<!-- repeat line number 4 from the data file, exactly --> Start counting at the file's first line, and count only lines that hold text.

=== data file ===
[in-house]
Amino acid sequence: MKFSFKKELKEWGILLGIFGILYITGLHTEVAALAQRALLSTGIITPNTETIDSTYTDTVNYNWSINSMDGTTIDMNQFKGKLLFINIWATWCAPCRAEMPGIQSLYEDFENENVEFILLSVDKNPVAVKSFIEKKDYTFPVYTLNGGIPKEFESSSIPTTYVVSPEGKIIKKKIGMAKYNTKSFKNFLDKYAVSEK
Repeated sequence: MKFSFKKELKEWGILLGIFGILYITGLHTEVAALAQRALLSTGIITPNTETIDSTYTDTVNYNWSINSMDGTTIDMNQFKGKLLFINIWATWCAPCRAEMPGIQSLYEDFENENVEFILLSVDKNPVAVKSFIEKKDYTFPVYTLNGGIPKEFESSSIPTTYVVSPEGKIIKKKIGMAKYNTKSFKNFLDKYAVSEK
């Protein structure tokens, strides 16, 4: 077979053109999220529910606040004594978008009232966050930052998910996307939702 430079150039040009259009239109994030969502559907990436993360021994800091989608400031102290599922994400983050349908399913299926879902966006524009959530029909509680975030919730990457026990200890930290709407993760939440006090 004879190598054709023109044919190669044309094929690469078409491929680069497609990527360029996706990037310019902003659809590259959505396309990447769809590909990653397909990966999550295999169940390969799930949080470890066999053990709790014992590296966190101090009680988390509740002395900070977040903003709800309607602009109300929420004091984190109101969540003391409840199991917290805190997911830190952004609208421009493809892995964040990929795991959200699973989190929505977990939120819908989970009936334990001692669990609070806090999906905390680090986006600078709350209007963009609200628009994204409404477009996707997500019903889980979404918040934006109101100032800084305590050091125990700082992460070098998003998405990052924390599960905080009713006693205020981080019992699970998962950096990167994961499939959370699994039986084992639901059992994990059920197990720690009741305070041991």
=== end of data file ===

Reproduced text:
């Protein structure tokens, strides 16, 4: 077979053109999220529910606040004594978008009232966050930052998910996307939702 430079150039040009259009239109994030969502559907990436993360021994800091989608400031102290599922994400983050349908399913299926879902966006524009959530029909509680975030919730990457026990200890930290709407993760939440006090 004879190598054709023109044919190669044309094929690469078409491929680069497609990527360029996706990037310019902003659809590259959505396309990447769809590909990653397909990966999550295999169940390969799930949080470890066999053990709790014992590296966190101090009680988390509740002395900070977040903003709800309607602009109300929420004091984190109101969540003391409840199991917290805190997911830190952004609208421009493809892995964040990929795991959200699973989190929505977990939120819908989970009936334990001692669990609070806090999906905390680090986006600078709350209007963009609200628009994204409404477009996707997500019903889980979404918040934006109101100032800084305590050091125990700082992460070098998003998405990052924390599960905080009713006693205020981080019992699970998962950096990167994961499939959370699994039986084992639901059992994990059920197990720690009741305070041991």